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Title: The control of blood vessel formation and function through the Von Willebrand Factor-Angiopoietin 2 pathway : in vitro, in vivo and patient studies
Author: Smith, Koval Elrado
ISNI:       0000 0004 7657 5441
Awarding Body: Imperial College London
Current Institution: Imperial College London
Date of Award: 2017
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Von Willebrand Factor (VWF) is a large glycoprotein synthesised by endothelial cells (EC) and megakaryocytes. Defects in VWF cause the most common inherited bleeding disorder in humans, Von Willebrand disease (VWD). Some patients with VWD present with vascular malformations in the gastrointestinal (GI) tract (angiodysplasia), which can lead to severe intractable bleeding. Angiodysplasia may be linked to the ability of VWF to regulate blood vessel formation. VWF drives the formation of Weibel Palade Bodies (WPB) which store a key regulator of angiogenesis and permeability, Angiopoietin 2 (Ang-2). In this study, I investigate how VWF controls vascular formation and function through Ang-2. Inhibition of VWF expression in ECs caused enhanced synthesis and release of Ang-2. In addition, ECs isolated from a patient with a severe quantitative defect in VWF (type 3 VWD) showed enhanced synthesis and release of Ang-2, confirming that VWF regulates Ang-2 storage and synthesis in ECs. I investigate whether VWF regulates Ang-2 in vivo, and find that Ang-2 expression is increased in the hearts but not lungs of VWF-deficient mice, indicating a tissue specific regulation. I then investigate the pathway though which VWF may regulate Ang-2 expression. I show that VWF controls Ang-2 synthesis through a pathway involving Akt phosphorylation and the transcription factor FOXO1. I demonstrate a role for atorvastatin in pharmacological manipulation of this pathway, which may be relevant for patients with angiodysplasia and therapeutic manipulation of Ang-2 levels. Inhibition of Ang-2 was able to normalise the VWF-dependent increase in in vitro vascular sprouting. In vivo, increased expression of Ang-2 in the heart of VWF-deficient mice correlates with enhanced vascularisation. Furthermore, cardiac vessels from VWF-deficient mice showed enhanced permeability compared to controls assessed by perfusion of low (4.4 x 103) molecular weight dextran. The results of this thesis provides evidence for the role of VWF in controlling angiogenesis via an Ang-2 dependent pathway. Thus may suggest a novel molecular mechanism which may contribute to VWD associated vascular malformations.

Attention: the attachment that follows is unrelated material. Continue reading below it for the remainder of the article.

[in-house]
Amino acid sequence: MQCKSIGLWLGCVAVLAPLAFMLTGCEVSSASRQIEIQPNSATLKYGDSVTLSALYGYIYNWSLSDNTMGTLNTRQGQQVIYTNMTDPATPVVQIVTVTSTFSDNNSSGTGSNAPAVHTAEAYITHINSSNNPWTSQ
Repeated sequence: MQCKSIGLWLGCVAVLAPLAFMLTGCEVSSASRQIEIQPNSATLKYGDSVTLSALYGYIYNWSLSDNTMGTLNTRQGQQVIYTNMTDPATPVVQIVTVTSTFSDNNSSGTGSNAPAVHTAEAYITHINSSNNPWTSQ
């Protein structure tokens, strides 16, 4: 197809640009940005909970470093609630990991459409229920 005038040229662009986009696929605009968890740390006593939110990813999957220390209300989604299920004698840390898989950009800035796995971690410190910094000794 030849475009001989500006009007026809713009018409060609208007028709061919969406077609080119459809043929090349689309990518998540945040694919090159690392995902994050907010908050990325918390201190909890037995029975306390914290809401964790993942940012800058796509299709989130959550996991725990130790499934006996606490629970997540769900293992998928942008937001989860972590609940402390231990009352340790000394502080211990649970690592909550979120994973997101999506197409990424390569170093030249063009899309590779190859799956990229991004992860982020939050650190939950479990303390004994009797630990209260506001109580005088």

Supervisor: Randi, Anna ; Starke, Richard Sponsor: National Heart and Lung Institute ; British Heart Foundation
Qualification Name: Thesis (Ph.D.) Qualification Level: Doctoral